I’m intentionally trying to explore the form of bags from the next solo exhibition. Starting with a rectangle shape, it is something about the smallest unit like “one dot” which is expressed as a computer term. When I make a space of bag, I think rectangle is the shape that is derived from human’s invention, and I want to take that idea into my bag design. For example, haney-bees make their space with the honey comb structure, while human basically makes a space rectangular. The design concept for my bag is based on such fundamental way to make a space. That’s why I start making it with rectangle shape. So starting with rectangle, the shape goes to square and it will be folded down to triangle shape. I think it’s interesting to have transition in the design. With such vision, I started to make my new work, which turned out to be a backpack.

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The Wall Series is a bag series which I tried to remove organic feature of leather. For this series, I pursued to recreate a kind of concrete texture, but it resulted quite organic, which I am actually enjoying. Also, I think a great deal of texture. As for color, I enjoyed the process to get smudged on the white surface. I do that because I have an idea of beauty of deterioration.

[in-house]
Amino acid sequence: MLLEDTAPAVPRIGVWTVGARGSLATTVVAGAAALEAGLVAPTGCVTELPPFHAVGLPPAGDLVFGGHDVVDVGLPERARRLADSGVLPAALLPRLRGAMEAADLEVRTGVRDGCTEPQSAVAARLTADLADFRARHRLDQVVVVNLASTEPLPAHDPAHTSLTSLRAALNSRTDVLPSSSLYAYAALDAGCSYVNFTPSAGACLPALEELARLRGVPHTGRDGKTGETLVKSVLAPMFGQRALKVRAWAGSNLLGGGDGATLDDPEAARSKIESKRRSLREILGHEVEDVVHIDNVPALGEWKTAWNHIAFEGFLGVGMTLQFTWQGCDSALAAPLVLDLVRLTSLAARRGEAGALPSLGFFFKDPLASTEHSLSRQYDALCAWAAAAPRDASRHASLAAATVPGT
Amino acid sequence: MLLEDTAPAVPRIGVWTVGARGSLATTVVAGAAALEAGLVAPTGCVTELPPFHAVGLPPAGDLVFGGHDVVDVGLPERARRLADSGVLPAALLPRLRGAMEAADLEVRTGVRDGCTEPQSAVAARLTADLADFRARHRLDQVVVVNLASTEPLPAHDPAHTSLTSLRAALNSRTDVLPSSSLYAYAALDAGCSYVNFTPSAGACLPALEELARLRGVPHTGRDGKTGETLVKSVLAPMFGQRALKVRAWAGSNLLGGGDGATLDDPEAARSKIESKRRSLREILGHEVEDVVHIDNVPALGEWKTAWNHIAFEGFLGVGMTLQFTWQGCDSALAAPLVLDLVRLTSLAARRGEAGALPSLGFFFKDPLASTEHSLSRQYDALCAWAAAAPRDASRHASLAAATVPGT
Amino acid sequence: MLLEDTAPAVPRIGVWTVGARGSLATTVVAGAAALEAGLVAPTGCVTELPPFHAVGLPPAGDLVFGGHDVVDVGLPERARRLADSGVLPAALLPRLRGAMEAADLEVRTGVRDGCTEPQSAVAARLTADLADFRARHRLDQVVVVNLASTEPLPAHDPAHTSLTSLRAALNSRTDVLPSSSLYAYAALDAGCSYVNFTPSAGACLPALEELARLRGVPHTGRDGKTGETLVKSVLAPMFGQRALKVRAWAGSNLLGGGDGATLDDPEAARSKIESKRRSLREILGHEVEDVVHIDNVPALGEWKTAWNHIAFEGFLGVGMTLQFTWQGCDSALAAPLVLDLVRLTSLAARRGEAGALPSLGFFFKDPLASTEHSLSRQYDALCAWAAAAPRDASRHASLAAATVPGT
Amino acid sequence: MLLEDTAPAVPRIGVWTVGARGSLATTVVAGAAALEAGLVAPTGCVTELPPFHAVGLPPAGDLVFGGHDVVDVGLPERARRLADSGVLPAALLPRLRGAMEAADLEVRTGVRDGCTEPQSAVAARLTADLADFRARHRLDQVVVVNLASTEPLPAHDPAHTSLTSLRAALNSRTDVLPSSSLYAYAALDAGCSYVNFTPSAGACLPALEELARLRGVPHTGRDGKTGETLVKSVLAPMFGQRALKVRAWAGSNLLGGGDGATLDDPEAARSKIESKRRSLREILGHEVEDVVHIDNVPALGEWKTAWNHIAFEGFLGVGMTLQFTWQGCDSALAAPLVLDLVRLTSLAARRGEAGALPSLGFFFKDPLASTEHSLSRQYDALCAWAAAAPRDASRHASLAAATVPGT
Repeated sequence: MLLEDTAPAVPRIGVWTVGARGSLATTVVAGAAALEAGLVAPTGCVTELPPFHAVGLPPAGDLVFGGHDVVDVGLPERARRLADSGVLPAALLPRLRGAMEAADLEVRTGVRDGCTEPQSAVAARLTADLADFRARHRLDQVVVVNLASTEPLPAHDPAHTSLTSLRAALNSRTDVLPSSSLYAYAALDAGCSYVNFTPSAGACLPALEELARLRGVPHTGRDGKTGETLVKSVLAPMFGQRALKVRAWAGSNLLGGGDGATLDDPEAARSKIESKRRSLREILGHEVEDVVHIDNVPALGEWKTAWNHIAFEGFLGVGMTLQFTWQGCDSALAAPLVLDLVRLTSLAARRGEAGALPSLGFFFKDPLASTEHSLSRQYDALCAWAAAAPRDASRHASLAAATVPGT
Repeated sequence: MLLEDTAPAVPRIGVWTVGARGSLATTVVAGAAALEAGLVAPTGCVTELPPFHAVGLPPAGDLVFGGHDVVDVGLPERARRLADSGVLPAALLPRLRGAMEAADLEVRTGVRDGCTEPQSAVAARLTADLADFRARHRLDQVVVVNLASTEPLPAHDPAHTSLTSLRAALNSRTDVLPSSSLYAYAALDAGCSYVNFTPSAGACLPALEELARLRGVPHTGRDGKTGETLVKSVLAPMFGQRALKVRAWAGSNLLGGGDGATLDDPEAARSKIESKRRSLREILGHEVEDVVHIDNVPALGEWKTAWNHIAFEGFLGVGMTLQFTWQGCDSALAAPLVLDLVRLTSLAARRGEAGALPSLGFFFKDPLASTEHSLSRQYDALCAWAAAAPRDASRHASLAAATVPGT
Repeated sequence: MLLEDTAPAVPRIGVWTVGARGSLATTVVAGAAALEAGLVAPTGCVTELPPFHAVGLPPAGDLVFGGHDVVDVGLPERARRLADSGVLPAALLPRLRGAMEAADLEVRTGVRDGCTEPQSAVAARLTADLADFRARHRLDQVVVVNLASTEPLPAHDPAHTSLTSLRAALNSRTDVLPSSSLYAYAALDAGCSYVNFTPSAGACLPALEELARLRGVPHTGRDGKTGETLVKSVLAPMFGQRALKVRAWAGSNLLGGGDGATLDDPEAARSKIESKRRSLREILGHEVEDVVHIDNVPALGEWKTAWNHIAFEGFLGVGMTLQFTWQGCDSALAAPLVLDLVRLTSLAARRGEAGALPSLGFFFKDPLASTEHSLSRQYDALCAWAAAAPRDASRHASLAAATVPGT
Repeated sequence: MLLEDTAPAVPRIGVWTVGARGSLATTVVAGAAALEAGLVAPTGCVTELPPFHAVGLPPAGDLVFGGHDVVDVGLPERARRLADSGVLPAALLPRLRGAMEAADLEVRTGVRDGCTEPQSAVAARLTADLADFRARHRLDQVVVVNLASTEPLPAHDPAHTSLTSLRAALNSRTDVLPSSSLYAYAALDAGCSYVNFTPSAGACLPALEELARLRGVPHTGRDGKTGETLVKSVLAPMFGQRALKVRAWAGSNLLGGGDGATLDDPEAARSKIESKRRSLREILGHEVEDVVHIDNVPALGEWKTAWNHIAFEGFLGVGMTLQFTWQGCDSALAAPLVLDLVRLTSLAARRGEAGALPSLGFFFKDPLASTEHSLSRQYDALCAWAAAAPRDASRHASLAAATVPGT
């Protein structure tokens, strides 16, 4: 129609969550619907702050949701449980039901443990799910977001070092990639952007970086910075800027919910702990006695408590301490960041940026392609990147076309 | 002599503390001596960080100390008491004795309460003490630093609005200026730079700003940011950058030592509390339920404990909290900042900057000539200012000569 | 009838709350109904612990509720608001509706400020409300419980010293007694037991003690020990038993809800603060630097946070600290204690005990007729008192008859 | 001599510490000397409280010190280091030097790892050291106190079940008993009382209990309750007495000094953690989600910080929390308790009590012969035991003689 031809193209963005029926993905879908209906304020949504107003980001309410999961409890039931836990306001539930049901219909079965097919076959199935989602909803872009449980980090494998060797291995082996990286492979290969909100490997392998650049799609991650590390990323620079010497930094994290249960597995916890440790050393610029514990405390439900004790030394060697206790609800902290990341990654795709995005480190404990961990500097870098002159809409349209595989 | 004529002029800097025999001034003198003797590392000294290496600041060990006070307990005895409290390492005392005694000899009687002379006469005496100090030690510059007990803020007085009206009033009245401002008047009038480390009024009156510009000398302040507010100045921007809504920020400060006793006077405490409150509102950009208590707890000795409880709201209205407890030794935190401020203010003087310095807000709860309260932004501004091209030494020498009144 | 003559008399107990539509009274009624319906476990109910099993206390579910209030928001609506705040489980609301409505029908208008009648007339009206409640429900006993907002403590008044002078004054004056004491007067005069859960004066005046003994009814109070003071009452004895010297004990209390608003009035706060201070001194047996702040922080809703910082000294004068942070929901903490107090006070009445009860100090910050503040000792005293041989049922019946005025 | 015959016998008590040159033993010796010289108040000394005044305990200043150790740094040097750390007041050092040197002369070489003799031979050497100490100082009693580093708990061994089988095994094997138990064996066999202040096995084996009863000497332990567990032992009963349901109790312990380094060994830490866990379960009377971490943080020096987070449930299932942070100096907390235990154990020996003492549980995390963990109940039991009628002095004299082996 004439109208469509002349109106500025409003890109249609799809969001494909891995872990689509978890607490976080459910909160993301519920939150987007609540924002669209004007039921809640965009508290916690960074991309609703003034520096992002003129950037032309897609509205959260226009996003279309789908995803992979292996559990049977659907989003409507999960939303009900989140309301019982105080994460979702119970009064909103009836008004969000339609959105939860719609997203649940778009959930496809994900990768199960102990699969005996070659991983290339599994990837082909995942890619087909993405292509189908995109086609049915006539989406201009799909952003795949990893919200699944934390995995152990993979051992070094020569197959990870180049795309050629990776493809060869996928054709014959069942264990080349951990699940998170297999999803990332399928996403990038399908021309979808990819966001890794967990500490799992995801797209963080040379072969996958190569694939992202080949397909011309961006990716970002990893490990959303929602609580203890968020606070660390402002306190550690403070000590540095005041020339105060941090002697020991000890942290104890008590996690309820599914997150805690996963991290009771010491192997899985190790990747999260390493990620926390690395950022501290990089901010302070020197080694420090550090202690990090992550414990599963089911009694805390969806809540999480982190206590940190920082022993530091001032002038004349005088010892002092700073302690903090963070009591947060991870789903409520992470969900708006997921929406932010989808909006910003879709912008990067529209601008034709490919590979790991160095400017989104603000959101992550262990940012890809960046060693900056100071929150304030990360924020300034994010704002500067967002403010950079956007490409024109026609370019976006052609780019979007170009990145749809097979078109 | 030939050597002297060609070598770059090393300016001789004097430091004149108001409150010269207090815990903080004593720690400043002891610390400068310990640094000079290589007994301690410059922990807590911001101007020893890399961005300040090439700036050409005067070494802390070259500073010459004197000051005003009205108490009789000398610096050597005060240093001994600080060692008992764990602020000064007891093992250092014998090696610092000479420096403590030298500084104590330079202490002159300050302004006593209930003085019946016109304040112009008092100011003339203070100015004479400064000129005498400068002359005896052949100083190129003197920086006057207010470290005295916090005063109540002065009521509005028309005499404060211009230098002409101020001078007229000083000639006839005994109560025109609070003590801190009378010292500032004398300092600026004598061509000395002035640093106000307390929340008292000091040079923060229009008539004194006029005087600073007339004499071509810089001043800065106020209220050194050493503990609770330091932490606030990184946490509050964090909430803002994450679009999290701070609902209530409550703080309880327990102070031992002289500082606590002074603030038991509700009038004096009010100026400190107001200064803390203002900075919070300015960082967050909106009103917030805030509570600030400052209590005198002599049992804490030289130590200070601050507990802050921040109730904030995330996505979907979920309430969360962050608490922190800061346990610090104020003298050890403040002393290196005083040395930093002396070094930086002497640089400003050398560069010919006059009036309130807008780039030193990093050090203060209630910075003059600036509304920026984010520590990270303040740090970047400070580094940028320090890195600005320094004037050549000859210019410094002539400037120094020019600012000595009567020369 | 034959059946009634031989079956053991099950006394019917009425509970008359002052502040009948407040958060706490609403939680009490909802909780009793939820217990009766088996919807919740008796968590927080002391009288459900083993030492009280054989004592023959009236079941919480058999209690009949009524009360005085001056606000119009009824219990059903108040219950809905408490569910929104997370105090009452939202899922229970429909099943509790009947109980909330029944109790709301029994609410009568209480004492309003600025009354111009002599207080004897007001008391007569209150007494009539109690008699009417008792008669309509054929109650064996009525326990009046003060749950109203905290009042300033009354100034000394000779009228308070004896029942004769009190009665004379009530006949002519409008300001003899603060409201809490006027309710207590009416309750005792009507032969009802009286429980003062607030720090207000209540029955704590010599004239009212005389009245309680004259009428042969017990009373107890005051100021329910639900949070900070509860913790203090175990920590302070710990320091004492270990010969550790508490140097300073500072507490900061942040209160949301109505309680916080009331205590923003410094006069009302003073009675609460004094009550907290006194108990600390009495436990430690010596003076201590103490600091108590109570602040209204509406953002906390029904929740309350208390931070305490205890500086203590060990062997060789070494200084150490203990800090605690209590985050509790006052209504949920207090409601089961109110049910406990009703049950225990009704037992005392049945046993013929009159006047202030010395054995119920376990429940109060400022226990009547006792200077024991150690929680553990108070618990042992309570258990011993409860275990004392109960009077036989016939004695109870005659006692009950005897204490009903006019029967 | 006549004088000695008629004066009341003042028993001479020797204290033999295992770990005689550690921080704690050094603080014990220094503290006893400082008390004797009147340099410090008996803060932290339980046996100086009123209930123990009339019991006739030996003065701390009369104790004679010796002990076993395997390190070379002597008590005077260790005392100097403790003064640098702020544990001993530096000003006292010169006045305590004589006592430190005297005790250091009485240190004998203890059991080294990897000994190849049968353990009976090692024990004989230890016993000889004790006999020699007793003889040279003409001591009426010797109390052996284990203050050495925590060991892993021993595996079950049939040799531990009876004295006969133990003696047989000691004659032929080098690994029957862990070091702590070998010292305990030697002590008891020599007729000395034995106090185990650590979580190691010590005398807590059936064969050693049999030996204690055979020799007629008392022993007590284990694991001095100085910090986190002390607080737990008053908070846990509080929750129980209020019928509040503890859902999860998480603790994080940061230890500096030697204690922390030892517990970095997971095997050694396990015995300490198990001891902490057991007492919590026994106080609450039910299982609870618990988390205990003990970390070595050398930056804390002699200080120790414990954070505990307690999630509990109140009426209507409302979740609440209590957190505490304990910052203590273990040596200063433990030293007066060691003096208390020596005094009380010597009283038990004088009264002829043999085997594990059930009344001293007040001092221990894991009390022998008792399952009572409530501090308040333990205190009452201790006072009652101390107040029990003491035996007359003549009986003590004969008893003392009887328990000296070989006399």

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The Skin Series is a series which have a wrinkle finish entirely. I love visiting zoo. At the Adventure World located in Wakayama, you can actually tough elephants. And seeing animals there, I can find out that the skin of animals look dirty and grotesque, but once it is processed into leather, it looks very beautiful, as it is tanned, painted and cleaned. But I think it’s more beautiful with grotesque texture. So this series is the work exploring organic texture with wrinkle finish to give it more natural taste.

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Where do you get inspiration when making bags?

I get inspiration from concrete-made structure like bridges. I’m not sure, but I think so (laughs). I also aspire to the street culture in a way. And I have some maniac biker around me, so I get interested in the Netherlands, as there are many bikers there. So, I have some ideas for the form of bags for bikers. Sometimes I set up the overall design to make a bag, buy usually I shape a bag, and later make a decision of the use when putting handles. I design the shape of the bag independently, but I usually decide the relationship with handles and users.

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Yusuke Kagari mentions that it’s fun to experience playing around with making bags as if playing with lego blocks like a kid. His original bags are available at his website as well as a shop called “caprice” in Nakameguro and a museum shop at The National Art Center, Tokyo among other shops. His new collection entitled as “2.5g” will be showcased at p2g from March 20.

p2g
Address: 1F 1-3-5 Higashi-Kanda, Chiyoda-ku, Tokyo
Tel: +81-3-3861-6031 (by appointment only)
info@p-2-g.com
http://www.p-2-g.com

Text: mina
Translation: Mariko Takei